Interestingly, ghrelin knockout mice have been found to be more anxious in behavioral tests after acute restraint stress compared with wild-type mice but exhibited a reduced ACTH response and a lower corticosterone response, suggesting that in absence of ghrelin the glucocorticoid negative feedback may be dysregulated (Spencer et al., 2012). Thus, ghrelin may act to reduce anxiety following an acute stressor by stimulating the HPA axis at the level of the anterior pituitary and releasing glucocorticoids (Spencer et al., 2012). Interestingly, glucocorticoids have also been shown to increase the motivation for certain foods (Dallman et al., 2006; Zimmermann et al., 2007; Kageyama et al., 2012) as well as to further activate the ghrelinergic system (Kageyama et al., 2012), reinforcing the feedback theory between chronic stress and food intake and the involvement of ghrelin. Together, we can conclude that under normal physiology ghrelin may contribute to the stress-induced rise in glucocorticoids, activating the negative feedback loop in an attempt to prevent HPA-axis overstimulation.

In line with these findings, increases in ghrelin levels following subcutaneous injections or calorie restriction produced anxiolytic- and antidepressant-like responses in the elevated plus maze and forced swim test (Lutter et al., 2008). In the same study, chronic social defeat stress (CSDS), a model of prolonged psychosocial stress, enhanced acylated ghrelin levels in mice. Moreover, social avoidance was increased in GHS-R1a null mice, suggesting ghrelin to regulate social isolation in response to CSDS (Lutter et al., 2008). Another study, showed a decreased immobility of mice in the forced swim test and increased time spent in the open arms of the elevated plus maze following caloric restriction or subcutaneous ghrelin injection, reinforcing the anxiolytic and antidepressant-like effects of elevated plasma ghrelin (Patterson et al., 2010). In contrast, enhanced ghrelin levels have also been implicated in the induction of anxiety-like and depressive-like behavior (Asakawa et al., 2001a; Carlini et al., 2002, 2004; Kanehisa et al., 2006). These opposing findings are not easily reconciled but have been attributed to the type and duration of stressor used (Stengel et al., 2011) and to differential experimental conditions (for review see Chuang and Zigman, 2010). In these studies, different types of stress yielded differential circulating levels of ghrelin, (Stengel et al., 2011). Circulating ghrelin was elevated following metabolic stressors, including caloric restriction, acute fasting as well as cold exposure, and psychological stressors, such as unpredictable or CSDS. Ghrelin secretion following these stressors is suggested to be mediated via a sympathoadrenal response after sympathetic nervous system activation and catecholamine release (Mundinger et al., 2006; Zhao et al., 2010). However, physical stressors, such as immunological/endotoxin injection, abdominal surgery and exercise reduced plasma ghrelin levels. Further research is needed to delineate the divergent pathways underlying the changes in circulating ghrelin levels following differential stressors.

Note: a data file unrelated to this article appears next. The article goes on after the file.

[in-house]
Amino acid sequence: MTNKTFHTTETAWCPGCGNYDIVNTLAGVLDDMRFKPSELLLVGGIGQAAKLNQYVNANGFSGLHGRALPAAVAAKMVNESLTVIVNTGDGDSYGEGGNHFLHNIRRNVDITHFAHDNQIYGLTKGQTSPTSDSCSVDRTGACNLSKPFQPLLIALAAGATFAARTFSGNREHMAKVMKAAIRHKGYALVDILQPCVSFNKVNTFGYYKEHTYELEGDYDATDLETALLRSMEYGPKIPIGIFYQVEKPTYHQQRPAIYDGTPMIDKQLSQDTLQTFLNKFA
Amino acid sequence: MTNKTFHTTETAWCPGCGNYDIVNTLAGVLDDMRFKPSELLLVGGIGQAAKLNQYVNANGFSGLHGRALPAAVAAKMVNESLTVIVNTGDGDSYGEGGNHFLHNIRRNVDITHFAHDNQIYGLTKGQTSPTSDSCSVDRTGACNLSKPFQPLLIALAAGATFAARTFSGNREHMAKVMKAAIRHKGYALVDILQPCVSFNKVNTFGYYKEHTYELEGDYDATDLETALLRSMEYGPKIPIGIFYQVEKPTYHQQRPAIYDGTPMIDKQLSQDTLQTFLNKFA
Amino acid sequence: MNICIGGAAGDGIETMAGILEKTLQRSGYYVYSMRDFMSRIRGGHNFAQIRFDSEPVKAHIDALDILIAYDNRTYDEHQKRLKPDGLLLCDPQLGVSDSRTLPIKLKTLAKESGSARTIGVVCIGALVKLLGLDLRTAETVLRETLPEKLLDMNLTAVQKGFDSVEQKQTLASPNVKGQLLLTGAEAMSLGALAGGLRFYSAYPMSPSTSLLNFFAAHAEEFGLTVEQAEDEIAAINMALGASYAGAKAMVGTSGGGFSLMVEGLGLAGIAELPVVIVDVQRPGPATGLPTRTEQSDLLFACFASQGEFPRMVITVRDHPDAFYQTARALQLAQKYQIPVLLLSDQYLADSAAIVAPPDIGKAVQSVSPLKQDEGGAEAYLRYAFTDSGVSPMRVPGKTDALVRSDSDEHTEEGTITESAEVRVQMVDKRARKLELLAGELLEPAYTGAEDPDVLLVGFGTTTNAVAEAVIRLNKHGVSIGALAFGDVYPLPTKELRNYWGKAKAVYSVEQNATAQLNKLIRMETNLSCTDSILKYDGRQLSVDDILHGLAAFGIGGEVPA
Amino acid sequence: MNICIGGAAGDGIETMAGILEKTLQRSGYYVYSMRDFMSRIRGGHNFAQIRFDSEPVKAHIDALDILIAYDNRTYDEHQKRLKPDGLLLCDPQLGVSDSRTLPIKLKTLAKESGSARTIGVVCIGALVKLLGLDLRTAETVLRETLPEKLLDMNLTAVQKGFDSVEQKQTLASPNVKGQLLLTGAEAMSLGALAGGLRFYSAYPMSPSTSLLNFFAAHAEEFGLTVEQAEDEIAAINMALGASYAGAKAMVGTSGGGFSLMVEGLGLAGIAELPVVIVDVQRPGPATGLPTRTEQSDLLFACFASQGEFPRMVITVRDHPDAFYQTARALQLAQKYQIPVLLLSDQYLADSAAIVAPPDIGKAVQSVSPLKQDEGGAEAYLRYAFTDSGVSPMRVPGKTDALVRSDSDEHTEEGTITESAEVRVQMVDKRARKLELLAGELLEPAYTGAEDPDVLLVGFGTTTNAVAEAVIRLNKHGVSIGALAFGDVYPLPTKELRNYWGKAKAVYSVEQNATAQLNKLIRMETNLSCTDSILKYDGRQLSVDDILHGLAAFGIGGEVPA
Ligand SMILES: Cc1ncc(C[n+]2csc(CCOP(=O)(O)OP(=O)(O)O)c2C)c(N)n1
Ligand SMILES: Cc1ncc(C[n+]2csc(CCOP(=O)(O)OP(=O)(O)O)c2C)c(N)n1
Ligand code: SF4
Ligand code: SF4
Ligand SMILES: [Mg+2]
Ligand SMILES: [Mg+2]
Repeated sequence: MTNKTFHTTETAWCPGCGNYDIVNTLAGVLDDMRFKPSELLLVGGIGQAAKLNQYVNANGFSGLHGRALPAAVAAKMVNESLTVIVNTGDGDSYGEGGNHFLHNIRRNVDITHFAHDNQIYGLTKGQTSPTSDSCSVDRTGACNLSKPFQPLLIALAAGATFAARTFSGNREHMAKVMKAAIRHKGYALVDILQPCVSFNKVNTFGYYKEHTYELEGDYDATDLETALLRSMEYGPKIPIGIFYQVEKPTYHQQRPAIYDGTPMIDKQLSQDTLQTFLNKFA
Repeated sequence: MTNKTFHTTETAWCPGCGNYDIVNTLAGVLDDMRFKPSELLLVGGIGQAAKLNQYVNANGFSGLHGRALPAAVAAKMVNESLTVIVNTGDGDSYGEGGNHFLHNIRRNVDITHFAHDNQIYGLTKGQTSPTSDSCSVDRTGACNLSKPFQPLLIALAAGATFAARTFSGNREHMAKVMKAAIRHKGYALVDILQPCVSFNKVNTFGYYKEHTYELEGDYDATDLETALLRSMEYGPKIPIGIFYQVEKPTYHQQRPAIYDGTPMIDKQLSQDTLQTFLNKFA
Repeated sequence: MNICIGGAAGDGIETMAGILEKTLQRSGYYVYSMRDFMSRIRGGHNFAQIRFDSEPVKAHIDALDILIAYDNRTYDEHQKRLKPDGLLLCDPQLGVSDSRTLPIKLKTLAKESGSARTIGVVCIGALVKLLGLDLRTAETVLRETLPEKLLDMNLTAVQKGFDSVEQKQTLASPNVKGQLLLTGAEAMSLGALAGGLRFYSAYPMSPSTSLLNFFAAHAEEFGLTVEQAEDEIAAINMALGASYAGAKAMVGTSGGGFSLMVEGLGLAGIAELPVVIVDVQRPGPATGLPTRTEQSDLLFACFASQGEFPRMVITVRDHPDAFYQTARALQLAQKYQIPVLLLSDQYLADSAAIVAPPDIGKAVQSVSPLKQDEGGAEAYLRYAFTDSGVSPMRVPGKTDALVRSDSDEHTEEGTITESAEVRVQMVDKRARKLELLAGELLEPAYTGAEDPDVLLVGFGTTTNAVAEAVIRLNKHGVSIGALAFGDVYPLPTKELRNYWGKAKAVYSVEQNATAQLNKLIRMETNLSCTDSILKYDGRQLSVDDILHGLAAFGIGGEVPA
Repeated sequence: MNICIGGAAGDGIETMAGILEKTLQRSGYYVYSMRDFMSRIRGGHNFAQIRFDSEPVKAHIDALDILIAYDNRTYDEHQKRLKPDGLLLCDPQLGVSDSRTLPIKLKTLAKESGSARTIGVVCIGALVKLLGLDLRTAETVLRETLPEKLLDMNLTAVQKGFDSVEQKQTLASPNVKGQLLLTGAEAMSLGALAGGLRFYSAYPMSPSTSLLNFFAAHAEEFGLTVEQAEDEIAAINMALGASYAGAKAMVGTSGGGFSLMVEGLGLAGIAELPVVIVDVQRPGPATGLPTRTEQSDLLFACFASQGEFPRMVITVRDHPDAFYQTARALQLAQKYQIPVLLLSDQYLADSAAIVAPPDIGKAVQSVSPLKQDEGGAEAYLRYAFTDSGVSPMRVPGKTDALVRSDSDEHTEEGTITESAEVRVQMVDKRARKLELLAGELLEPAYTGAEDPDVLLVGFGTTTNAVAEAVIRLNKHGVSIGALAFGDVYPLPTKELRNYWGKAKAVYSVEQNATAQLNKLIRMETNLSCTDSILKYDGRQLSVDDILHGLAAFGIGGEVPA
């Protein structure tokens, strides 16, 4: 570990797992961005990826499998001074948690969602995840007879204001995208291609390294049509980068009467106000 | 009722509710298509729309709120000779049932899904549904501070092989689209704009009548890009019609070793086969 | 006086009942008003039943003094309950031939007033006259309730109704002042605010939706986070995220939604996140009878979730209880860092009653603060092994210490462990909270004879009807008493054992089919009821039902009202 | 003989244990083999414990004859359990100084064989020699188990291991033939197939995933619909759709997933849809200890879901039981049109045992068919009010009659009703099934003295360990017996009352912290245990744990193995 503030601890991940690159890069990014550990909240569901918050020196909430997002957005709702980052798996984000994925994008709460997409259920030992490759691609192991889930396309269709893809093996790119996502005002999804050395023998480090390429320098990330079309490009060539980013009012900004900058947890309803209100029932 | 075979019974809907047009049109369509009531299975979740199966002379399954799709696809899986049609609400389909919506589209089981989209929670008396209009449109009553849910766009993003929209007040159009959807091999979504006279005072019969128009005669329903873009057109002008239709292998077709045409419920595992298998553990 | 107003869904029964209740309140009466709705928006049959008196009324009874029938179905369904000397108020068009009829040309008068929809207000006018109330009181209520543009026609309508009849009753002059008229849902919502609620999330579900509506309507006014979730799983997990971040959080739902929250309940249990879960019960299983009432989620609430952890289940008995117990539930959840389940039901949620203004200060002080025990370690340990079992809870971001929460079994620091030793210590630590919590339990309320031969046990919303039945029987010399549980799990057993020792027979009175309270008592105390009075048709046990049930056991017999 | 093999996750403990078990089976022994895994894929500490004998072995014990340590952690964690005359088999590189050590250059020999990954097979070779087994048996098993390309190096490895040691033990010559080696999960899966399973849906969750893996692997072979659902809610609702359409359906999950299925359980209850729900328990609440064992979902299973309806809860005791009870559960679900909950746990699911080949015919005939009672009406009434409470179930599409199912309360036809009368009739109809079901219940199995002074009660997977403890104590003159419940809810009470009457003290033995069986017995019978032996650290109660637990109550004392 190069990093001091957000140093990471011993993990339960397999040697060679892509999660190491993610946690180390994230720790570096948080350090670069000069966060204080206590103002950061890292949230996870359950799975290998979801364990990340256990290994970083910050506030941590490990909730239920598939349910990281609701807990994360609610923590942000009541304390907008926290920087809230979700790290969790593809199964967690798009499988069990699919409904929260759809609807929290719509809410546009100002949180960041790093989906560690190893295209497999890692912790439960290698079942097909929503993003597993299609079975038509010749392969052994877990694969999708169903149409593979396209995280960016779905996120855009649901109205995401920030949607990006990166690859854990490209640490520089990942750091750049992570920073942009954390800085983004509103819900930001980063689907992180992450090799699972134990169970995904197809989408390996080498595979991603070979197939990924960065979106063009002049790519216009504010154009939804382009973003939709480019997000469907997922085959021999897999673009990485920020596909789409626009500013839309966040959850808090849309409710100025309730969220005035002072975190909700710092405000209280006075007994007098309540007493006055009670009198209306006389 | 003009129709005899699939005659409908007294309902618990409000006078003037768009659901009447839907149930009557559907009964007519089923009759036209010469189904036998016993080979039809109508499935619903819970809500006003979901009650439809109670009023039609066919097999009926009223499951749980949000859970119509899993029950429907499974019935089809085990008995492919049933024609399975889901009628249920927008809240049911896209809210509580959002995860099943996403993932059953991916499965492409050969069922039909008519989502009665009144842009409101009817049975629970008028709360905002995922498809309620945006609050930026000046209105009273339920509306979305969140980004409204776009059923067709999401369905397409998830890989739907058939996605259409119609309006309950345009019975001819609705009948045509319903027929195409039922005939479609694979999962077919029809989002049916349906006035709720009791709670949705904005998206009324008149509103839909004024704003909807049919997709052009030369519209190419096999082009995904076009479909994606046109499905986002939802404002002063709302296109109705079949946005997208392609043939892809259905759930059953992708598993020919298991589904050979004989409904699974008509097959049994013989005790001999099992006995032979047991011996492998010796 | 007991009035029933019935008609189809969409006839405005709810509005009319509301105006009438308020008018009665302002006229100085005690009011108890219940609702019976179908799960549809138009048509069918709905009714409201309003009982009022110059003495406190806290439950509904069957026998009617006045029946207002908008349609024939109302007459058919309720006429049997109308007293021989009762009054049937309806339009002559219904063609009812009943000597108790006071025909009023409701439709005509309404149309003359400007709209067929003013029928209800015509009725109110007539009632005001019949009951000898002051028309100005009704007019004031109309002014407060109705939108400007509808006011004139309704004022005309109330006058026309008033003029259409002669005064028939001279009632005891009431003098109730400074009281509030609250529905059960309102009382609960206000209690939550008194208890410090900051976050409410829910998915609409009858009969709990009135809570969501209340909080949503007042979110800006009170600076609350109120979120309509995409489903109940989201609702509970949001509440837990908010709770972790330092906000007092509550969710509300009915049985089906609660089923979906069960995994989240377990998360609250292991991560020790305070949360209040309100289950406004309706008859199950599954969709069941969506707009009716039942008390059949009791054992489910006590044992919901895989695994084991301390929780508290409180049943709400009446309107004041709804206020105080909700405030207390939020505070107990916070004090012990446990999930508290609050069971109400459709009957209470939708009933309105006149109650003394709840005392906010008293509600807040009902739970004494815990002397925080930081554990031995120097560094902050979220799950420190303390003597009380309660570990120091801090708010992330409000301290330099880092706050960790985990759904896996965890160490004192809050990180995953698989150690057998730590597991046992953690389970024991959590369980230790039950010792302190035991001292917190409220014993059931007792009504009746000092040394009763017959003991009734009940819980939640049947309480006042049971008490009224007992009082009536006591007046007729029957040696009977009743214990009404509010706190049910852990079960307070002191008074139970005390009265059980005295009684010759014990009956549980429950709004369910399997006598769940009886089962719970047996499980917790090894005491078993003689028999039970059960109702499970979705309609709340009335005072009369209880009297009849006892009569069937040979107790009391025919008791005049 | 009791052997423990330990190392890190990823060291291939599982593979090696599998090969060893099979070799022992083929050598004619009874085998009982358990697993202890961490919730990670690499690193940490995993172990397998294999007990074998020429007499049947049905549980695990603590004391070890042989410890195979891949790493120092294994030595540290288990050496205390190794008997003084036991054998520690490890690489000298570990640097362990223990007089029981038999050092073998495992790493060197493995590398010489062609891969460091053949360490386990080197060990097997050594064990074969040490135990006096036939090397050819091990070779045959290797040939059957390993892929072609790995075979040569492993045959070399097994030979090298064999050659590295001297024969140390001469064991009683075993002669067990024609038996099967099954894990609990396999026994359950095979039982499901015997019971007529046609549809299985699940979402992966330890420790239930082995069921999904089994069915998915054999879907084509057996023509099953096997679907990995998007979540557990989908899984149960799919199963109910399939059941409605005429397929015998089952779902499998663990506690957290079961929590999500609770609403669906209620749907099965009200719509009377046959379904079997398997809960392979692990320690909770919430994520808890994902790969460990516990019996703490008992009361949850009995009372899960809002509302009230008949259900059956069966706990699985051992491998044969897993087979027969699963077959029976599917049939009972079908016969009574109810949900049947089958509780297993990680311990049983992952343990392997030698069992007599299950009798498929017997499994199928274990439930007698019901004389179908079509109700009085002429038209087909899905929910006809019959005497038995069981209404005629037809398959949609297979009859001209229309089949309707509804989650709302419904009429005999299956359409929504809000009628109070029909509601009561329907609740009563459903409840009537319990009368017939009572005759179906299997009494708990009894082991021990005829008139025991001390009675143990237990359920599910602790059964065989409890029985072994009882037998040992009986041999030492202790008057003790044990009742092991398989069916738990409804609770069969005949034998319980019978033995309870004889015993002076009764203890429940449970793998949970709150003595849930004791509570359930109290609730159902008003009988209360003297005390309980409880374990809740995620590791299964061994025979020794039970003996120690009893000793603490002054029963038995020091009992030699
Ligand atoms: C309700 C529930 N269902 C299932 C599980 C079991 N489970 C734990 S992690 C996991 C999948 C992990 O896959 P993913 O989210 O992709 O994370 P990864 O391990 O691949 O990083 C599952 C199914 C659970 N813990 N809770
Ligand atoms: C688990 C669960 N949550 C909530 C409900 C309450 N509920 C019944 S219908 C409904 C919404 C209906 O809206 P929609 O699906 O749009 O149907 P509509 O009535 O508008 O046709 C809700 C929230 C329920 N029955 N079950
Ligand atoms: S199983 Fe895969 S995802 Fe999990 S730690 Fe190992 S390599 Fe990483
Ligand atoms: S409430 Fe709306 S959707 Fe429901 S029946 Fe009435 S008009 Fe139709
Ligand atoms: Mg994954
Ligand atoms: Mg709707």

Only a few clinical studies are available on ghrelin's role in stress, anxiety and depression. Despite the limited number of human studies reported, these also have found that administration of ghrelin induces cortisol and ACTH secretion (Takaya et al., 2000; Arvat et al., 2001). Moreover, elevated circulating plasma ghrelin levels are equally observed in humans in response to stress exposure, which were found to correlate with cortisol levels following the standardized Trier-Social-Stress test (Rouach et al., 2007). In this study, stress perception and anxiety were enhanced and plasma serum cortisol levels were acutely increased. Interestingly, cortisol levels correlated with an increase in ghrelin but not to BMI or eating scores. Interestingly, while in non-emotional eaters baseline ghrelin exceeded that of high emotional eaters, ghrelin levels declined in the low emotional eaters following food intake, but not in emotional eaters, which may explain sustained eating in high emotional eaters (Raspopow et al., 2010). Moreover, ghrelin is able to induce an exaggerated ACTH response, independent of ghrelin-mediated GH response in Cushing's disease, a disorder characterized by major weight gain and chronic hypercortisolism (Monsonego et al., 2001; Moon et al., 2011). Interestingly, monoaminergic neurotransmitters are both activated by stressors and modulated by ghrelin (Brunetti et al., 2002; Date et al., 2006; Nonogaki et al., 2006; Kawakami et al., 2008). For example, dopaminergic cells in the VTA are sensitive to ghrelin, as well as noradrenergic cells in the NTS in the brainstem and serotinergic cells in the midbrain raphe nuclei (Carlini et al., 2004; Abizaid et al., 2006; Date et al., 2006). In addition, these ghrelin-sensitive monoamines mediate the activity of limbic and hypothalamic structures associated with stress-associated dysfunction (Anisman and Zacharko, 1990; Bremner et al., 1996). This ghrelin-induced activity may be mediated via specific GHS-R1a heterodimers present on these monoaminergic cells.